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Lessons learned 1 year after Jacksonville Landing mass shooting

Monday marks year since mass shooting at Jacksonville Landing

Jacksonville sheriff's boats secure the docks in front of Jacksonville Landing on Aug. 26, 2018, in Jacksonville, Florida. A shooting rampage during a Madden 19 video game tournament at the site claimed two lives, with several others wounded, according to published reports.

JACKSONVILLE, Fla. – Monday will mark a year since the Jacksonville Fire and Rescue Department responded to the mass shooting at the Jacksonville Landing.

Firefighters from Station 1 were training near The Jacksonville Landing on Aug. 26, 2018 when a lone gunman opened fire during a video game tournament at Chicago Pizza inside The Landing. Two men were killed before the shooter took his own life. Many more were injured.

Although the firefighters didn't hear the gunfire, they heard the screams that followed. They looked up and saw people streaming out of the front door and swarming up the road.

Firefighters immediately sprang into action and cared for the wounded, even entering the Landing, despite training that says firefighters must wait until police clear the building and make sure the scene is safe.

LOOKING BACK: AUG. 26-27, 2018
Gunman among 3 dead at Jacksonville Landing
Police Identify shooter as gamer
Many survivors were shot more than once
Reaction to mass shooting, sorrow, prayers
Images from scene of mass shooting
Gamers share survival stories after mass shooting

Gamers gather 1 year later

The Jacksonville gaming community hopes to bring positive change from the shooting. About 50 gamers gathered Sunday at Aardwolf Brewing Company in San Marco for a Super Smash Brothers tournament. It's a game many Millennials grew up playing. This tournament brings people together monthly for a friendly competition and to keep up the camaraderie. 

Evan Werthman owns a video game-themed food truck in Jacksonville and also frequented Chicago Pizza before the mass shooting. He hosted Sunday's event and says he's noticed an increase in safety at bigger tournaments. But he also says there are only so many precautions that can be taken. 

"I think we never really forget what happened. It's something that's kind of left a scar on the community, but we've moved on in a more positive direction because we're not letting the event define who we are as the gaming community,"  said Werthman, owner of The Joyshtick LLC. "We don't attribute it to who we are. And we don't really let it define any of our steps moving forward. We don't let the fear from the event impact the decisions we make."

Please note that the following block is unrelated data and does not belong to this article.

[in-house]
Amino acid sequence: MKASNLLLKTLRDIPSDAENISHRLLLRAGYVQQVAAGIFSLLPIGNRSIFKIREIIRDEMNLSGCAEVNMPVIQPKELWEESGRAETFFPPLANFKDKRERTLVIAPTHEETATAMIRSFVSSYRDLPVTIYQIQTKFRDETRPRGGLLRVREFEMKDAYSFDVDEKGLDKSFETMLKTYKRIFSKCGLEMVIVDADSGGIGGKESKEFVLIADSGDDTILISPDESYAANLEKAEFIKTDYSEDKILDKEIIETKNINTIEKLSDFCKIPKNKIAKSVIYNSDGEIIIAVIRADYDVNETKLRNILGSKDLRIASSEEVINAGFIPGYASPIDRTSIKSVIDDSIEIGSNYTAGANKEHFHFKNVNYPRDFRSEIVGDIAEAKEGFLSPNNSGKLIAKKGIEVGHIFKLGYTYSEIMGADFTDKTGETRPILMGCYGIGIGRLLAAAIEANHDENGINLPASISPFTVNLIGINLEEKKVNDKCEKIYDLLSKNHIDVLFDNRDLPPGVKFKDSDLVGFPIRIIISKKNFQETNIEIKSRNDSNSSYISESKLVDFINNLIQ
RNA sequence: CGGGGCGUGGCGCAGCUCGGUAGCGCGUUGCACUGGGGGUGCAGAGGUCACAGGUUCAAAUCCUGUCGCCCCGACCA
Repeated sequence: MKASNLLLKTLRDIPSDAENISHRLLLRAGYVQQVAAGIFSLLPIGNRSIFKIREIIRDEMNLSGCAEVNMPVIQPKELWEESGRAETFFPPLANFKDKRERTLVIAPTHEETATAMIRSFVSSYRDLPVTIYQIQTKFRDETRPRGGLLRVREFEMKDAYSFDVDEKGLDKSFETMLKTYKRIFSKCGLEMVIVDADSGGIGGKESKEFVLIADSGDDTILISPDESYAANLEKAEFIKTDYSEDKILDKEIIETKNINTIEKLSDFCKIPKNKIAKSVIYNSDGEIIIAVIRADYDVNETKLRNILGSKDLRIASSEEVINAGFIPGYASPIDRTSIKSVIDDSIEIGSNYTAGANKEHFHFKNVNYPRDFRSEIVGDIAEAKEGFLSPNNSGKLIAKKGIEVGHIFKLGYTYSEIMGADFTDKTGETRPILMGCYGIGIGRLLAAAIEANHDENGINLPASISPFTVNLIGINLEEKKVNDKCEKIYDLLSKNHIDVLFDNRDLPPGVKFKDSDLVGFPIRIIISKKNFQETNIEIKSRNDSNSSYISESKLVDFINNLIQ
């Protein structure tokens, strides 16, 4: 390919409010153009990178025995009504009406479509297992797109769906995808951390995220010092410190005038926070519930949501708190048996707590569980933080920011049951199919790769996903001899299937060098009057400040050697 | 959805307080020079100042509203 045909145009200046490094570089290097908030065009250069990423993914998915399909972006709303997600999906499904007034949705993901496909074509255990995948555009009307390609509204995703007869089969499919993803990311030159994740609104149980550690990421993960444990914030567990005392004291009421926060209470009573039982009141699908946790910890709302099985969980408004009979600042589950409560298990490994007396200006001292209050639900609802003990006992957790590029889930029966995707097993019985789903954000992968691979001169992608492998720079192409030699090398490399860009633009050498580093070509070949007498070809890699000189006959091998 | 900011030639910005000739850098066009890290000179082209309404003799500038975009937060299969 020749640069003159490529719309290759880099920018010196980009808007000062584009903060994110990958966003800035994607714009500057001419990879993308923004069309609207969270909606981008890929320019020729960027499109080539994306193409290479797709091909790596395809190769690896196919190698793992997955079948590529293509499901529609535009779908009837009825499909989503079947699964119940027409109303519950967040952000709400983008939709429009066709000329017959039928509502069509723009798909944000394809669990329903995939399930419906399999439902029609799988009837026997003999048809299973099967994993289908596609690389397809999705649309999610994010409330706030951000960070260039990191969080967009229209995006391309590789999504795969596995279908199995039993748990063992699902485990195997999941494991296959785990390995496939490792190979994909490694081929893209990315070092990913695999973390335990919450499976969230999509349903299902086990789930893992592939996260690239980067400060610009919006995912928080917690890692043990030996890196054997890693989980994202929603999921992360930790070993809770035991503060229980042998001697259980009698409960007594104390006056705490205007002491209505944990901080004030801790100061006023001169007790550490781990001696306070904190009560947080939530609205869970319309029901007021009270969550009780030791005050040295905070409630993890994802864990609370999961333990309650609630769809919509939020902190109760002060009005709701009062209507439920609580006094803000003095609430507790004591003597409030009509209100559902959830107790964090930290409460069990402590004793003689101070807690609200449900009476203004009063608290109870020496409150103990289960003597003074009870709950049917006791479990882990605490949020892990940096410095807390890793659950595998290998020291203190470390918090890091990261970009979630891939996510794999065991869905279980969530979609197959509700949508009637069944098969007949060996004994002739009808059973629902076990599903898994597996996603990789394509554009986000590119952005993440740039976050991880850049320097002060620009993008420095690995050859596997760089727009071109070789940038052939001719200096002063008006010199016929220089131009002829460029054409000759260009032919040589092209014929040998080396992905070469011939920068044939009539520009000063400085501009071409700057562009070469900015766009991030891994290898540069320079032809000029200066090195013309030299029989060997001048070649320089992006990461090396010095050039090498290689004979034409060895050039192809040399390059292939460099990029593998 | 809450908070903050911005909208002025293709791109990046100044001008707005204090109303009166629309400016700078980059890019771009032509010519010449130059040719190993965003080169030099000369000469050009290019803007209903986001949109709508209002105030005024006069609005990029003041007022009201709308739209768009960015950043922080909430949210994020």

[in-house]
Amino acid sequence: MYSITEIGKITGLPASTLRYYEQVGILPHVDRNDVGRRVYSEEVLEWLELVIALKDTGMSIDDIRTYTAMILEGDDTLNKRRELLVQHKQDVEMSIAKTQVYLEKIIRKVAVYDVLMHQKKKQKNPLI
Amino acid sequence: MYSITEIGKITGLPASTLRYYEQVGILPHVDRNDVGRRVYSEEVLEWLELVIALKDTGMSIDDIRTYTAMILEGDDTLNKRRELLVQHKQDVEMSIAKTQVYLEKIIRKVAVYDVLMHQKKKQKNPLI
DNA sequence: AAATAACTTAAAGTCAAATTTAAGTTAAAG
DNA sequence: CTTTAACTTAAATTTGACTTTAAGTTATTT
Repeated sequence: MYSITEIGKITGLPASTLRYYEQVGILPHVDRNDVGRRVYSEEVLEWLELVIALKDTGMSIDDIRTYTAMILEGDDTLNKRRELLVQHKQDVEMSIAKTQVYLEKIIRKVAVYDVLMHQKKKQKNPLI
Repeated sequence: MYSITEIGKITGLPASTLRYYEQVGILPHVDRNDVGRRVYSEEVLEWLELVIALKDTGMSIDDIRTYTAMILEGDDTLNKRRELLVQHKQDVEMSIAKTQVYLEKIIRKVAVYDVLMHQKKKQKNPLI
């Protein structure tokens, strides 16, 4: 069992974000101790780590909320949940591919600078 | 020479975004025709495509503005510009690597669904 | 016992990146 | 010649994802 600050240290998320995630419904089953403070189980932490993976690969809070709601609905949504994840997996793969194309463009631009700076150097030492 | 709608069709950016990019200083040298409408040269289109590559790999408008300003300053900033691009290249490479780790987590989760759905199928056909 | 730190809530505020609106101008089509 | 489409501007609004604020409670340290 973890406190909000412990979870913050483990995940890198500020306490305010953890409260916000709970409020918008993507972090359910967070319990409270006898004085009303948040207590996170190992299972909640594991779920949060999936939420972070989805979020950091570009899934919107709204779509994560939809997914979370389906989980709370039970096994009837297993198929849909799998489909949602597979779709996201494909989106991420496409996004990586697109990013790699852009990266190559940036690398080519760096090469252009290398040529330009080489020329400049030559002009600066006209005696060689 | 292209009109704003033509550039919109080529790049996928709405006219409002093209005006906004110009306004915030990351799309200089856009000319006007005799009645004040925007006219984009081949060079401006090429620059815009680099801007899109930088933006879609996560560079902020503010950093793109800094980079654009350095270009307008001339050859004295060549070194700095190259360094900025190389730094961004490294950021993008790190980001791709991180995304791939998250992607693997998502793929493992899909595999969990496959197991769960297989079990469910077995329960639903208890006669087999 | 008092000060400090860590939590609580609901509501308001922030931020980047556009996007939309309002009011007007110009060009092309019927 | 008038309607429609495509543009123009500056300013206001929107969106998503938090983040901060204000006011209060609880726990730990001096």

For some, video games are a hobby. But for others, such as Mark Ronan, they are a lifestyle.

"It's pretty much been a part of my every day life for at least," Ronan said. "OK, pretty much my whole life."

Ronan used to run tournaments at the Good Luck, Have Fun or GLHF game room inside Chicago Pizza. 

He wasn't there the day of the shooting but says it rocked the local gaming community. 

"It's obviously just like a whole world shock," Ronan said. "It doesn't feel real. You're getting phone calls from all over the country. It was definitely just like nothing like anything else."

Another gamer there today says he's noticed an increase in safety at bigger tournaments.

"Yeah it was definitely, it's like, a reality check, " said Elvis Gozic. "It makes us cognizant of, like, what can happen depending on where you're going and so like it makes us kind of more getting us together and doing better so we can have better security, bag checks, all that so we can prevent that stuff from happening in the future."

One year after the mass shooting made headlines on the news networks and national newspapers for 24 hours and kept the riverfront shopping center for closed for nearly a week, The Jacksonville Landing has closed for good.

Jacksonville Association of Firefighters President Randy Wyse said the fire department prepares in case anything similar happens again.

"JFRD continues to train for active shooter incidents and is continuing to outfit crews and ballistic protection," Wyse said. "The JFRD works with JSO (the Jacksonville Sheriff's Office) and other law enforcement agencies to make sure there is a coordinated response to any incident that we all respond to. Firefighters have become more cognizant of clues and information as they respond to calls, which make them more prepared as they arrive."


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